DENVER – There is wide general support for a possible Front Range passenger rail line that has been under discussion for several years, according to a new poll and state survey results, but paying for such an undertaking could scare off some of those supporters should it mean another tax hike.
At last Friday’s Southwest Chief and Front Range Passenger Rail Commission meeting, the commissioners were presented both with the results of a Front Range Passenger Rail Survey that was commissioned earlier this year and with the results of a poll done by Magellan Strategies and RBI Strategies and Research earlier this month – both of which asked questions about the possible rail line.
The commission ordered the report earlier this year to study possible routes, costs and other factors for a possible Front Range rail line as it looked into creating a new Front Range tax district to which a ballot question on creating the new rail line could be referred by the legislature – likely in either 2020 or 2021. Gov. Jared Polis said during last year's campaign that he supported a high-speed passenger rail between Fort Collins and Pueblo and his office said this week that was still the case.
Front Range Passenger Rail Survey results
Commissioners have been studying ways to try to relieve congestion along the Front Range, which is expected to grow by hundreds of thousands of people in coming decades, according to commission documents, for years. The rail line proposal is one of many that have been floated.
The survey was online for 71 days late this summer and garnered nearly 7,000 total responses. The questions on the survey were created by the Colorado Department of Transportation and reviewed by the commission before it went live.
According to the 2019 final results report, 95% of respondents said they believed a passenger rail line could help address transportation needs. The top reasons people said they supported the idea generally were for tourism and recreation purposes and for personal shopping and family visits, according to the survey.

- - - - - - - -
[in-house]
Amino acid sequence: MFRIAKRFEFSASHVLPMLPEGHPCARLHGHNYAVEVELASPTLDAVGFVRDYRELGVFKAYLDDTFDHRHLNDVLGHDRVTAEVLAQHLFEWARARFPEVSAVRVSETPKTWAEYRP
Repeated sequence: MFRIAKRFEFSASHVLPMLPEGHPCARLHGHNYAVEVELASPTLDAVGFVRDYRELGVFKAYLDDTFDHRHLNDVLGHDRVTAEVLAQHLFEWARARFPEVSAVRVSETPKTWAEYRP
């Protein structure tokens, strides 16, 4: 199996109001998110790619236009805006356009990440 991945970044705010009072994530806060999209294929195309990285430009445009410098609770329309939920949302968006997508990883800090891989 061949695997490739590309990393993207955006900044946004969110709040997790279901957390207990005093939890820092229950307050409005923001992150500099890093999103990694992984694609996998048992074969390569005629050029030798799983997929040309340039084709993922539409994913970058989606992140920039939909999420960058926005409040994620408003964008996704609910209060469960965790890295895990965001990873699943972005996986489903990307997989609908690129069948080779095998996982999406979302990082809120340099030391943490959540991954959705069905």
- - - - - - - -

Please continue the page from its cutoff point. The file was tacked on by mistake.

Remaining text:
Improving air quality was the top benefit respondents saw in creating a Front Range passenger line, which was followed by seeing more reliable travel times and having more travel choices.
Ninety-three percent of respondents said they supported the rail line stretching from “at least” Fort Collins to Pueblo, and 92% said they would be interested in using the service if one was available.
Just 43% of respondents to the rail survey said they currently used public transit along the Front Range. About 53% of respondents lived in households that make between $50,000 and $150,000 per year.
The top proposed stops include: Fort Collins, Loveland, Longmont, Lafayette/Broomfield, Thornton, downtown Denver, Denver International Airport, Denver Tech Center, Centennial, Castle Rock, Colorado Springs, Pueblo and Trinidad. But some respondents said they would like to see the line stretch down to New Mexico, up to Wyoming, and even as far away as Dallas and Kansas City.
Fort Collins residents were the most-responsive to the survey, with four zip codes in that area accounting for the top number of responses. The area that saw the fifth-most responses was in Colorado Springs.
A little more than half of the respondents to the survey provided their email addresses and indicated they were interested in staying updated and engaged regarding the project.
Magellan Strategies/RBI Strategies and Research poll